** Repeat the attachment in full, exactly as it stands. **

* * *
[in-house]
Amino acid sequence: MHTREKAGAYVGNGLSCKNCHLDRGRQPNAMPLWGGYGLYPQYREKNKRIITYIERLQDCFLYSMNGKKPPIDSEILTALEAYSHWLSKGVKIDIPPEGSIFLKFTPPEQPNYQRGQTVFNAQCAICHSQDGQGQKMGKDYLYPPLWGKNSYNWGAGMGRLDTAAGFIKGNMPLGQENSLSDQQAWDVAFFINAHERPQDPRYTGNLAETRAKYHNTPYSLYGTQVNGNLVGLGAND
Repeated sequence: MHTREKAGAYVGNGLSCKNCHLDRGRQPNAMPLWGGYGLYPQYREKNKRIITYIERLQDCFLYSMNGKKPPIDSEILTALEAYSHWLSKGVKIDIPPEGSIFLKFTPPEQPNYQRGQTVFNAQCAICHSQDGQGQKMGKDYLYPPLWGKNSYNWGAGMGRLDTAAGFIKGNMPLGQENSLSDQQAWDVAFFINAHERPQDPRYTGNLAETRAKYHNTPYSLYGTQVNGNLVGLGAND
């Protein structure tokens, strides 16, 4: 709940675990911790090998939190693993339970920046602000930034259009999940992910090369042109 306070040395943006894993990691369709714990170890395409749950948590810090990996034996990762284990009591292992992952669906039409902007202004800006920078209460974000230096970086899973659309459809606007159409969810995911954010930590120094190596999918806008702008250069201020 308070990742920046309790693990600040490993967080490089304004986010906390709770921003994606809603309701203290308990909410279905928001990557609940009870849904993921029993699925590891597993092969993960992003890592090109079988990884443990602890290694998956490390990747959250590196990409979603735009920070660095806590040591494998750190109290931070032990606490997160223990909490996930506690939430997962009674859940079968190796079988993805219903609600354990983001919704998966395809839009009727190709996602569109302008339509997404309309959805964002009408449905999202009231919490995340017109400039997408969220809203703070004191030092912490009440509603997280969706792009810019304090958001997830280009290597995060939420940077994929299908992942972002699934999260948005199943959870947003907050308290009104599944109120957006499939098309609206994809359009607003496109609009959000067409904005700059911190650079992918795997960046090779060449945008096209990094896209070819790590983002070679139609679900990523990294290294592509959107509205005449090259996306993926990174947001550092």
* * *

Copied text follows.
[in-house]
Amino acid sequence: MHTREKAGAYVGNGLSCKNCHLDRGRQPNAMPLWGGYGLYPQYREKNKRIITYIERLQDCFLYSMNGKKPPIDSEILTALEAYSHWLSKGVKIDIPPEGSIFLKFTPPEQPNYQRGQTVFNAQCAICHSQDGQGQKMGKDYLYPPLWGKNSYNWGAGMGRLDTAAGFIKGNMPLGQENSLSDQQAWDVAFFINAHERPQDPRYTGNLAETRAKYHNTPYSLYGTQVNGNLVGLGAND
Repeated sequence: MHTREKAGAYVGNGLSCKNCHLDRGRQPNAMPLWGGYGLYPQYREKNKRIITYIERLQDCFLYSMNGKKPPIDSEILTALEAYSHWLSKGVKIDIPPEGSIFLKFTPPEQPNYQRGQTVFNAQCAICHSQDGQGQKMGKDYLYPPLWGKNSYNWGAGMGRLDTAAGFIKGNMPLGQENSLSDQQAWDVAFFINAHERPQDPRYTGNLAETRAKYHNTPYSLYGTQVNGNLVGLGAND
């Protein structure tokens, strides 16, 4: 709940675990911790090998939190693993339970920046602000930034259009999940992910090369042109 306070040395943006894993990691369709714990170890395409749950948590810090990996034996990762284990009591292992992952669906039409902007202004800006920078209460974000230096970086899973659309459809606007159409969810995911954010930590120094190596999918806008702008250069201020 308070990742920046309790693990600040490993967080490089304004986010906390709770921003994606809603309701203290308990909410279905928001990557609940009870849904993921029993699925590891597993092969993960992003890592090109079988990884443990602890290694998956490390990747959250590196990409979603735009920070660095806590040591494998750190109290931070032990606490997160223990909490996930506690939430997962009674859940079968190796079988993805219903609600354990983001919704998966395809839009009727190709996602569109302008339509997404309309959805964002009408449905999202009231919490995340017109400039997408969220809203703070004191030092912490009440509603997280969706792009810019304090958001997830280009290597995060939420940077994929299908992942972002699934999260948005199943959870947003907050308290009104599944109120957006499939098309609206994809359009607003496109609009959000067409904005700059911190650079992918795997960046090779060449945008096209990094896209070819790590983002070679139609679900990523990294290294592509959107509205005449090259996306993926990174947001550092």